l’échiquier opéra

Architects
Le Coadic-Scotto Architecture

Photography
Marcela Grassi

Place
Paris, France

 

Back in 1593, what was once King Henri IV’s hunt-ing pavilion, on the woody outskirts of Paris, was bequeathed to the Daughters of God. The French Government claimed back the convent fields and in 1850 a hotel was erected here. It was the precursor to L’Échiquier Opéra. By the end of 2015, the hotel, owned by Jacques Gad and pertaining to the MGallery collection by Sofitel, was completely refurbished. Located in the Boulevards, leisure hub during the so-called “fin de siècle”, its identity, built upon a constellation of party venues, beer houses and arcades, remains still intact

The project was entrusted to the studio Le Coadic-Scotto, who had recently refurbished as well the historic Carlton hotel in Lyon. Their style: charm and freshness, filtered through nostalgia. This is very Parisian indeed. With this credentials, the owner gave them carte blanche and an almost unlimited budget. The challenge was to respect the hotel’s valuable heritage but somehow it had to look wholly contemporary too: “Thanks to a deep reflection on MGallery character, it was possible for us to stage the hotel’s history so hosts are able to enjoy a unique experience within the walls of the establishment”, Le Coadic explains. Once they were thoroughly genned up on the period, they decided to take from Art Nouveau its creative freedom and from Art Déco, its classic rigour and tidy symmetries to bring back to life that intimate atmosphere of the Parisian apartments from the beginning of the 20th century. The host feels immediately transported to the Belle Époque basically thanks to the remain-ing craftworks such as the stained glass, the old heaters or the mosaic floors.

Everything revolves around the large winter garden. Its immense skylight evokes the beautiful Parisian arcades as well as those cast-iron and glass pergolas turned into symbol of modernity by the World’s Fair of both London and Paris. Light gushes from above and falls on the golden tesseras of the semicircular bar, on the mirrors and the skirting boards, creating a warm, pleasant environment. According to the architects, “we wanted the interior design to be retro, classic and unflinchingly modern at the same time”. These are the same features brandished by the selected rattan furniture, upholstered in turquoise: Fontal armchairs and chairs by Oscar Tusquets, Copa armchair by Studio expormim and Nautica swing chair by MUT Design, together with Kiri side tables by Mario Ruiz. The elegance of the material adds to the historic elements, such as the mosaic floor, the stained glass in the marble staircase or the elevator, all of them of the time. Le Coadic states: “The success of a project lies not in the renovation of the space at any cost. What moves people is the soul of a place”. This soul is revealed in details such as the pea-cock, a recurring iconography for modernist artists, its green and blue feathers replicating the two prevailing colour wheels in the décor. And that is how L’Équiquier becomes a sort of time machine always coming back to the city that was home to the Moulin Rouge and Toulouse Lautrec, the Eiffel Tower and the bohemians, the green absinthe and the flâneur’s spirit.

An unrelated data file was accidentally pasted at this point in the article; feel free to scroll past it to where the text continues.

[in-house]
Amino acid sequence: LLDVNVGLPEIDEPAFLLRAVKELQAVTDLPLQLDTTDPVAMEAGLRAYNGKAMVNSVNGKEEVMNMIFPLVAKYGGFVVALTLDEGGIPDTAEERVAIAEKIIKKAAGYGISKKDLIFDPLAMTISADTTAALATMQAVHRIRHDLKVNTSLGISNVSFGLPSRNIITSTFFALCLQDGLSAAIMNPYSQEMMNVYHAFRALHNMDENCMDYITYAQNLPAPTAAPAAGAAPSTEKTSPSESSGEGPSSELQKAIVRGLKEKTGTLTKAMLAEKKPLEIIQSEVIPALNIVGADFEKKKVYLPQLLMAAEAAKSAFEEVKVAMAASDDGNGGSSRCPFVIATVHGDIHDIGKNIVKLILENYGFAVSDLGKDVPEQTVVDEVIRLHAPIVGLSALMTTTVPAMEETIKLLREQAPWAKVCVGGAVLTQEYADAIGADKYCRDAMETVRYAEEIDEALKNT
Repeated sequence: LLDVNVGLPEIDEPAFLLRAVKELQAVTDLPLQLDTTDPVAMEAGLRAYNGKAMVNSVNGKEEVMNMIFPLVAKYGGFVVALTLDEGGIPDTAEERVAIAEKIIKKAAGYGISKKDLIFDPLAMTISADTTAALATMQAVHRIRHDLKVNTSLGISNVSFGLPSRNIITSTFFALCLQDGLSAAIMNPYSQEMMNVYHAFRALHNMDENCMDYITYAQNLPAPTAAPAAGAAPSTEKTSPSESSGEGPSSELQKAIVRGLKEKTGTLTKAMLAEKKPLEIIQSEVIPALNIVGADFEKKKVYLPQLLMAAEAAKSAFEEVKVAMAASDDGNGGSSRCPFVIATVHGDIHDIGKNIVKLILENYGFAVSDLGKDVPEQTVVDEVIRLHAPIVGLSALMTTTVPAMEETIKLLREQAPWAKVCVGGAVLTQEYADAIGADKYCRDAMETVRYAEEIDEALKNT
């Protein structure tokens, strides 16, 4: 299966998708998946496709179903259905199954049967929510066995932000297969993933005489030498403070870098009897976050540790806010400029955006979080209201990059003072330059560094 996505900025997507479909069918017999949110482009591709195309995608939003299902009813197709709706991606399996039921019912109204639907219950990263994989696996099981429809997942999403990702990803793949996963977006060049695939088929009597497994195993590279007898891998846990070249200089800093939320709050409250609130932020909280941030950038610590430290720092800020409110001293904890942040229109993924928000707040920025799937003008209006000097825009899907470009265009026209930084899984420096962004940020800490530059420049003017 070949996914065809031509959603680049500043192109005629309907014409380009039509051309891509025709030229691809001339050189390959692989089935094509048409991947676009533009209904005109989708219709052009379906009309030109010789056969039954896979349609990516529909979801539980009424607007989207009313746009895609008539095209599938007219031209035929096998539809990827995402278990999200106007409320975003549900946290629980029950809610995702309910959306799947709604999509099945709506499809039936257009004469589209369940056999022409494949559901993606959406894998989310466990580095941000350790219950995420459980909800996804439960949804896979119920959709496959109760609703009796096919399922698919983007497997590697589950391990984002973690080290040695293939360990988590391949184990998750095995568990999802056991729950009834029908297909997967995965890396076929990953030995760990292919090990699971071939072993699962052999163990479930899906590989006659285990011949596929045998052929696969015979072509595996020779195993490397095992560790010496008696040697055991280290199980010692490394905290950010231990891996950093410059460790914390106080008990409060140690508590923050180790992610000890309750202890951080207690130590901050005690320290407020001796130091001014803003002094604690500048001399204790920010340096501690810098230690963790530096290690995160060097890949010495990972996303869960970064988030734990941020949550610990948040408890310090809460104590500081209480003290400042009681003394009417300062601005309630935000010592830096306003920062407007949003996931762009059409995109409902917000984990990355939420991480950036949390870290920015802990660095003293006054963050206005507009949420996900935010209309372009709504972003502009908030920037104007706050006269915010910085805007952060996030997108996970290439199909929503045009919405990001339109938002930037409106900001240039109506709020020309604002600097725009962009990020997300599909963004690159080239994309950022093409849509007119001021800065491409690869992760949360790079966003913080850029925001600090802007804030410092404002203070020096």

Architects